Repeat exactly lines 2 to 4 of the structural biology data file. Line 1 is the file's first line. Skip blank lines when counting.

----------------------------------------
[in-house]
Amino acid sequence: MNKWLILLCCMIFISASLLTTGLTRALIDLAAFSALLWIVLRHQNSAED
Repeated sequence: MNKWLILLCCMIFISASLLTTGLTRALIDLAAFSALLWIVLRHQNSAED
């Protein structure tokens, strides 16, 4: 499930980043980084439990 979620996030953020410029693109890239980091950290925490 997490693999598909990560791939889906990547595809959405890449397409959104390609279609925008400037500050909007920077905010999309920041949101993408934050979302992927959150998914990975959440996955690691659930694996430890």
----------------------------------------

Amino acid sequence: MNKWLILLCCMIFISASLLTTGLTRALIDLAAFSALLWIVLRHQNSAED
Repeated sequence: MNKWLILLCCMIFISASLLTTGLTRALIDLAAFSALLWIVLRHQNSAED
């Protein structure tokens, strides 16, 4: 499930980043980084439990 979620996030953020410029693109890239980091950290925490 997490693999598909990560791939889906990547595809959405890449397409959104390609279609925008400037500050909007920077905010999309920041949101993408934050979302992927959150998914990975959440996955690691659930694996430890």